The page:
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Turkey fails in children's rights

Last Update 04.10.2011

On the World Children's Day 2011, a part of the children in Turkish prisons is still being kept in adult prisons and there are still reservations on "language rights and cultural identity" as defined in the UN Convention on the Rights of the Child.

In order to be able to raise the level of welfare for children, on 14 December 1954 the United Nations (UN) declared every first Monday in October "World Children's Day". This special day is being celebrated all around the world with various activities. Sadly enough, Turkey does not consider the World Children's Day too important. Turkey has still a long way to go for further progress in protecting the rights of the child.

According to the European Union (EU) 2010 Progress Report, the number of violations of children's rights in Turkey is still quite high. On the other hand, the report also mentioned relative progress in Turkey in the field of children's education and justice. The report noted that as of July 2010, children and juveniles standing accused of "terror crimes" shall be tried before juvenile courts instead of courts for adults. This was put down as a positive development in the report.

Attention was also drawn to 6,233 children and juveniles in detention as of 17 September 2010. A considerable part of these children is still imprisoned in prisons and detention centres for adults, it was stated. The report criticized the "lack of well-trained personnel" in prisons and detention centres.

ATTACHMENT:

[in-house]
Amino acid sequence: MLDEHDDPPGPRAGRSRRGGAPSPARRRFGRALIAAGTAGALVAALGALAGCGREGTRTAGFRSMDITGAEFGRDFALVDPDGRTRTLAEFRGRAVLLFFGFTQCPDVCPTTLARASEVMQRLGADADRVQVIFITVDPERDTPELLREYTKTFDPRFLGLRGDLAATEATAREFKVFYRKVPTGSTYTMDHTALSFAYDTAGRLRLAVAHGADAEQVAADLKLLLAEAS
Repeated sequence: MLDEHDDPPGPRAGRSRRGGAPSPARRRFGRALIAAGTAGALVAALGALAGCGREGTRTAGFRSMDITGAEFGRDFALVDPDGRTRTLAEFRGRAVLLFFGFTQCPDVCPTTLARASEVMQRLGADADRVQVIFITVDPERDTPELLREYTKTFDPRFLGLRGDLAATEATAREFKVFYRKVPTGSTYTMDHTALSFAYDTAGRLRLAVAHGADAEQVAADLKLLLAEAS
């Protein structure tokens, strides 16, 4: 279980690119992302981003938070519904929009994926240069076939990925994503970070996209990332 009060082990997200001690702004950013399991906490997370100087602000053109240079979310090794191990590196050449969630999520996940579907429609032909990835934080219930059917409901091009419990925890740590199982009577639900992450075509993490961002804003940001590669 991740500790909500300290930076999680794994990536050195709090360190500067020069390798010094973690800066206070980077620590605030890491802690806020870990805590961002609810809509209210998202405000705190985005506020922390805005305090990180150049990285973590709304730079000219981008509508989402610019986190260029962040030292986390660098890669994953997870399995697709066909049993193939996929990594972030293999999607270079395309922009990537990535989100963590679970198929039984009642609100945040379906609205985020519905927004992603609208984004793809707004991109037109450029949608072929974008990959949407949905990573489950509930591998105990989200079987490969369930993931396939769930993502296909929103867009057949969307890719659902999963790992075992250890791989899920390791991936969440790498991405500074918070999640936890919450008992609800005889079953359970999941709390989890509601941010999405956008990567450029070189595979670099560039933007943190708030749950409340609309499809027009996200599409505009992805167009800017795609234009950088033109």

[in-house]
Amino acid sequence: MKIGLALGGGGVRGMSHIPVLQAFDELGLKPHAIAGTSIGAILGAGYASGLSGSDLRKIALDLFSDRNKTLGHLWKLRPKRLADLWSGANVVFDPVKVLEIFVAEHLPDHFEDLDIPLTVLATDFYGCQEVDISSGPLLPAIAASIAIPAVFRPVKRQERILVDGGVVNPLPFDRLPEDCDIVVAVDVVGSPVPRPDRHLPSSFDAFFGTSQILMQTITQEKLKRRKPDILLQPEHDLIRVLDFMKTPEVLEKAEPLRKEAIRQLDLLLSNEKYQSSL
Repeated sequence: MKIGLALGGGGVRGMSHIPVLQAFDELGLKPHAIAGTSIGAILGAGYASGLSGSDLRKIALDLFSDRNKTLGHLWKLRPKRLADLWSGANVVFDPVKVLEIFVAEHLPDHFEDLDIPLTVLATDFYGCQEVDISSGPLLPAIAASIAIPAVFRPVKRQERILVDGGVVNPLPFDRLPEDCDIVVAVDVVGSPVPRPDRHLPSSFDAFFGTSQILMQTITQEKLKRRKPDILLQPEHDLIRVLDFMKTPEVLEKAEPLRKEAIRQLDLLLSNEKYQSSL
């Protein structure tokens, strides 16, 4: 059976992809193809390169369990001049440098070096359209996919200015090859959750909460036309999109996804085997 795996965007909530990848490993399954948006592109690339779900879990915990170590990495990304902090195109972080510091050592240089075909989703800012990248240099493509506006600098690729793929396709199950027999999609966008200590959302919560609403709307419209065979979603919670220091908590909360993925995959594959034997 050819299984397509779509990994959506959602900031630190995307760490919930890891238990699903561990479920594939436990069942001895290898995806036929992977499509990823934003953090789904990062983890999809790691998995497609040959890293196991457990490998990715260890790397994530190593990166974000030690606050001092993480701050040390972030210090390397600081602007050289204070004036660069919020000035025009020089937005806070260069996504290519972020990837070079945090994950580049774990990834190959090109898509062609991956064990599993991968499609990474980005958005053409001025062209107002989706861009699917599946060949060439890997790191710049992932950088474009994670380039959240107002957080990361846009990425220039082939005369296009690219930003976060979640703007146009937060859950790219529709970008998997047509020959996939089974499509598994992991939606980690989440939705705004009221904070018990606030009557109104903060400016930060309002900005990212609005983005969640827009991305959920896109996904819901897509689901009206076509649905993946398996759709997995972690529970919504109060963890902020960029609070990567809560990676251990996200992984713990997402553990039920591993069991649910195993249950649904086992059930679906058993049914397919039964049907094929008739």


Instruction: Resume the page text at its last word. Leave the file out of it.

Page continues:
The report noted a large improvement in the prevention of child labour.

Data from the Ministry of Labour and Social Security revealed that one million out of 17 million children are working in Turkey. Even though the Labour Law defines the minimum age to start working at 15, the law allows going down to 13 years of age for light work.

The International Labour Organization (ILO) defines the age limit of child labour at 15 years of age. However, in Turkey 21 percent of one million children workers are twelve years old; 28 percent are eleven; 19 percent are ten and 9.4 percent are nine years old or younger. This means that more than three quarters of all child workers in Turkey are twelve years or - most of them - younger. In Turkey, 42,000 children are homeless. The child workers younger than 15 years of age make up 70.9 percent of the age group up to 18 years old. Moreover, 62.4 percent of these child workers are working six days a week more than twelve hours per day.

The report also stated that "about 200,000 children in Eastern and South-Eastern Anatolia, most of them girls," did not go to school. The Social Services and Child Protection Institution (SHÇEK) is mentioned in the report as having remained limited in many aspects.

The report's most striking criticism is the reservations put by Turkey to the UN Convention on the Right of the Child. Turkey signed the convention in 1995 when the state put reservations on the provisions regarding "language rights and cultural identity" which have not been removed yet.

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